“While there are some individuals who genuinely work for the disadvantaged because they feel that is what religion is about there are many, many instances of the opposite. The Catholic Church has unbelievable wealth but does not use it all for the poor, in fact, it is the world’s biggest slum landlord. Missionaries, while they might provide schools and health, also have to convert people destroying local cultures and communities as a result.”

To be fair, the odd respondent points out that religion is not the only obstacle to a civilised society:

“Not all violence of course is religious, but there is far too much to be ignored, in both Western and Eastern civilisations,” says a 28 year old lawyer from Australia.

“Corporate greed & laissez faire capitalism are one step worse [than religion],” argues an Australian scientist.

Yet another respondent ponders whether religion can be blamed entirely for its faults – perhaps religious fanaticism is the fault of “the culture and society”.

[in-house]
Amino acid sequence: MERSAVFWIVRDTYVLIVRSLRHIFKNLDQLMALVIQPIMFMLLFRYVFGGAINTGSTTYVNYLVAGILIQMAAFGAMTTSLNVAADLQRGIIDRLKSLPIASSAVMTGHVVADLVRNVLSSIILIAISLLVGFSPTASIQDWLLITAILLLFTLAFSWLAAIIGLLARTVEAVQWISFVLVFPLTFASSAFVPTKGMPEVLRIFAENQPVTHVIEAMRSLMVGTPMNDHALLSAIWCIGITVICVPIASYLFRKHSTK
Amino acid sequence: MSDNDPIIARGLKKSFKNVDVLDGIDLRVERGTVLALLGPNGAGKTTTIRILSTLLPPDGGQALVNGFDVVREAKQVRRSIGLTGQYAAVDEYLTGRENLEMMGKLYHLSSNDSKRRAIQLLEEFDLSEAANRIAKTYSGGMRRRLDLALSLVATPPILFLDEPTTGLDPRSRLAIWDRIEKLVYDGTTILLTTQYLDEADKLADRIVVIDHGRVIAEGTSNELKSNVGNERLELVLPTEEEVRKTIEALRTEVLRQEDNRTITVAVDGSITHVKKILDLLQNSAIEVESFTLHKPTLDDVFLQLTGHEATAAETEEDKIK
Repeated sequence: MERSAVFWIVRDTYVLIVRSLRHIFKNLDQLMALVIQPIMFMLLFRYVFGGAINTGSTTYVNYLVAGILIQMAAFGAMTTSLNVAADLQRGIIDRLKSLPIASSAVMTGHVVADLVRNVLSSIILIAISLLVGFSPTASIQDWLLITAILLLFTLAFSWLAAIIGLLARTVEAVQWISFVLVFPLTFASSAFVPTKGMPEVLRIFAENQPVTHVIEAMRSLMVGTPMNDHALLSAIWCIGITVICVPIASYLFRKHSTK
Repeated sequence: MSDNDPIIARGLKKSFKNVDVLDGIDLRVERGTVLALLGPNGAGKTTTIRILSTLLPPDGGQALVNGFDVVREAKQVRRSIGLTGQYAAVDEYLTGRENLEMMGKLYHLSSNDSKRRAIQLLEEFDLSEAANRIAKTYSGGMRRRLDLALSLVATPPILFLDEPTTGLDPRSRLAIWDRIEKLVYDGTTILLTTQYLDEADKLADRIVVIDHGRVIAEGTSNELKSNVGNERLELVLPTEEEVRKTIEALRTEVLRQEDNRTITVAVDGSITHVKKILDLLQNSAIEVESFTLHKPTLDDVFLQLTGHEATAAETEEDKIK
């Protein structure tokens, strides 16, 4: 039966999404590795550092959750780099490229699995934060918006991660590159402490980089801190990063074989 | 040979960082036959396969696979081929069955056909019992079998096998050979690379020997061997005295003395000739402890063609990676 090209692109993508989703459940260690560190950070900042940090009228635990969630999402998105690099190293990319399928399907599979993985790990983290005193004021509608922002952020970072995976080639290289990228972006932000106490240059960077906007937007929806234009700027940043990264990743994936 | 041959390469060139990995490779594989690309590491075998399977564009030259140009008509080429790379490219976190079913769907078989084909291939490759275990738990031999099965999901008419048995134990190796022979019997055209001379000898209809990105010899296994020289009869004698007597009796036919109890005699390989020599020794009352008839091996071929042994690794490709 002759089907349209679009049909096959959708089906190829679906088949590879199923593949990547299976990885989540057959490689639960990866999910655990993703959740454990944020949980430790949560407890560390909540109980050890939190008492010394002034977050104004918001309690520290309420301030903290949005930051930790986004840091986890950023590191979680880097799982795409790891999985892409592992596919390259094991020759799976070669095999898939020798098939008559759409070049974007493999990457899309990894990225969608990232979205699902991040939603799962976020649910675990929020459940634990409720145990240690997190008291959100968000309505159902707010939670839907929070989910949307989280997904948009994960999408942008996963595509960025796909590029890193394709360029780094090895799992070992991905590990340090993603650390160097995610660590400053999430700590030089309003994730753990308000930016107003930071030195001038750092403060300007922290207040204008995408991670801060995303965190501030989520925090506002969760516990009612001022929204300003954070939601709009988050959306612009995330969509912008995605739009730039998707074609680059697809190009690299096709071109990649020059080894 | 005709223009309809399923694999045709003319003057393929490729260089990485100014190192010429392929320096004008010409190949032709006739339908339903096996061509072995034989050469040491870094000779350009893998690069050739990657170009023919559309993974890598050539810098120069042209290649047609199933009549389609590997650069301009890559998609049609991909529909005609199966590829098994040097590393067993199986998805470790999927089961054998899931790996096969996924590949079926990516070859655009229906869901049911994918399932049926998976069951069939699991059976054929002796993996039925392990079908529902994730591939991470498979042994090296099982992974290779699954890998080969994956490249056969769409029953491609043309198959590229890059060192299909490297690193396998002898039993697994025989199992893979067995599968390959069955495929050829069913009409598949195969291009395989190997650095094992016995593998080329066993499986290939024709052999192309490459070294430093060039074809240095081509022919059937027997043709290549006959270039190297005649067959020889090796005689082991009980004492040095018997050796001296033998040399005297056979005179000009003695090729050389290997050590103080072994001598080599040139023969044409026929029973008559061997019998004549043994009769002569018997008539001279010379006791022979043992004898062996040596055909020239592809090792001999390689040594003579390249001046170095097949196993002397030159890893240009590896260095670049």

For one respondent, a philosophy post-graduate, blaming ‘religion’ is a cop out:

“…  I view religious institutions are purely human institutions which, as a result can be turned in any direction the constituent members wish. To talk of “Religion” having moral culpability is to remove responsibility from those who constitute the religion.”

Many respondents cite ‘tribalism’ as one of the negative effects of religion. But, as one Australian respondent points out, “Religion is only one form of tribalism. I regard nationalism as equally destructive.”

Others freely acknowledge that, as bad as the religious may be, “… there are equally horrible non-believers.”

“People can and do, do bad things in the name of religion, but so do many non-religious people.”

Is religion necessary?

While acknowledging that religion is not ‘all bad’, some respondents insist that the ‘good’ done by religion is not (or need not be) dependent upon religious belief.

The consensus is aptly summarised by an IT programmer from Australia:

“All good forces which stem from religious belief don’t need religious belief to come about, but many bad forces which stem from religious belief could not come about without it.”